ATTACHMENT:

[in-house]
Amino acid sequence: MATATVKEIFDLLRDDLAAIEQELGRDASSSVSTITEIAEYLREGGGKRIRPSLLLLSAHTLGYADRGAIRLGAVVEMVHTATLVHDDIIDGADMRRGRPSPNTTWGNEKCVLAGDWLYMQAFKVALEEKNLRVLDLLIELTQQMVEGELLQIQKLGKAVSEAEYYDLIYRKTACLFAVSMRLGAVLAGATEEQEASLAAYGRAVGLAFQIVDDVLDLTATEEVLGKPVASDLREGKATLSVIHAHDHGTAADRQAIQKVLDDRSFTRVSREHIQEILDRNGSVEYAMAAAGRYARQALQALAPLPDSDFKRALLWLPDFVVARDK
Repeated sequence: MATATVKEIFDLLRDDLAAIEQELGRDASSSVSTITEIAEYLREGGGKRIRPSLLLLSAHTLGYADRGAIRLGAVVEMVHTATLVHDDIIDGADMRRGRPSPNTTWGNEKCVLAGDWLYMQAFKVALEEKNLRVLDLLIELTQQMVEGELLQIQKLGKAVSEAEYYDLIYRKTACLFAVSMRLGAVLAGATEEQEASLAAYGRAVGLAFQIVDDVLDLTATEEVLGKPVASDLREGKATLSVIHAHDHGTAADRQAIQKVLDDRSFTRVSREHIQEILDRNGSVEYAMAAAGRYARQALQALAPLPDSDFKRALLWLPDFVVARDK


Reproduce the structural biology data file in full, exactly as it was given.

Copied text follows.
[in-house]
Amino acid sequence: MATATVKEIFDLLRDDLAAIEQELGRDASSSVSTITEIAEYLREGGGKRIRPSLLLLSAHTLGYADRGAIRLGAVVEMVHTATLVHDDIIDGADMRRGRPSPNTTWGNEKCVLAGDWLYMQAFKVALEEKNLRVLDLLIELTQQMVEGELLQIQKLGKAVSEAEYYDLIYRKTACLFAVSMRLGAVLAGATEEQEASLAAYGRAVGLAFQIVDDVLDLTATEEVLGKPVASDLREGKATLSVIHAHDHGTAADRQAIQKVLDDRSFTRVSREHIQEILDRNGSVEYAMAAAGRYARQALQALAPLPDSDFKRALLWLPDFVVARDK
Repeated sequence: MATATVKEIFDLLRDDLAAIEQELGRDASSSVSTITEIAEYLREGGGKRIRPSLLLLSAHTLGYADRGAIRLGAVVEMVHTATLVHDDIIDGADMRRGRPSPNTTWGNEKCVLAGDWLYMQAFKVALEEKNLRVLDLLIELTQQMVEGELLQIQKLGKAVSEAEYYDLIYRKTACLFAVSMRLGAVLAGATEEQEASLAAYGRAVGLAFQIVDDVLDLTATEEVLGKPVASDLREGKATLSVIHAHDHGTAADRQAIQKVLDDRSFTRVSREHIQEILDRNGSVEYAMAAAGRYARQALQALAPLPDSDFKRALLWLPDFVVARDK